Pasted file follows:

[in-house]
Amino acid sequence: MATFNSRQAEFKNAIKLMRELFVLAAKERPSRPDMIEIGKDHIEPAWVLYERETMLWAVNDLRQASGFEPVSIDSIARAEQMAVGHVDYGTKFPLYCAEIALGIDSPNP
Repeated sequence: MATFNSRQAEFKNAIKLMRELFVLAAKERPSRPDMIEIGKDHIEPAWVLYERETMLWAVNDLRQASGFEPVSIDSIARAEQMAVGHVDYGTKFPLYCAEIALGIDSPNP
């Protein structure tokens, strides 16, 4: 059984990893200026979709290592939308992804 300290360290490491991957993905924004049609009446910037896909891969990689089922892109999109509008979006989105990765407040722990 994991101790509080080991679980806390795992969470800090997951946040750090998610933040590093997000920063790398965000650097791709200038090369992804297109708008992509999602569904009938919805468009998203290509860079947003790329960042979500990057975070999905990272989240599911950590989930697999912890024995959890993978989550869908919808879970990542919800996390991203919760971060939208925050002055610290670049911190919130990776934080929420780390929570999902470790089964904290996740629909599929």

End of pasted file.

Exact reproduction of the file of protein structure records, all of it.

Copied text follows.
[in-house]
Amino acid sequence: MATFNSRQAEFKNAIKLMRELFVLAAKERPSRPDMIEIGKDHIEPAWVLYERETMLWAVNDLRQASGFEPVSIDSIARAEQMAVGHVDYGTKFPLYCAEIALGIDSPNP
Repeated sequence: MATFNSRQAEFKNAIKLMRELFVLAAKERPSRPDMIEIGKDHIEPAWVLYERETMLWAVNDLRQASGFEPVSIDSIARAEQMAVGHVDYGTKFPLYCAEIALGIDSPNP
């Protein structure tokens, strides 16, 4: 059984990893200026979709290592939308992804 300290360290490491991957993905924004049609009446910037896909891969990689089922892109999109509008979006989105990765407040722990 994991101790509080080991679980806390795992969470800090997951946040750090998610933040590093997000920063790398965000650097791709200038090369992804297109708008992509999602569904009938919805468009998203290509860079947003790329960042979500990057975070999905990272989240599911950590989930697999912890024995959890993978989550869908919808879970990542919800996390991203919760971060939208925050002055610290670049911190919130990776934080929420780390929570999902470790089964904290996740629909599929």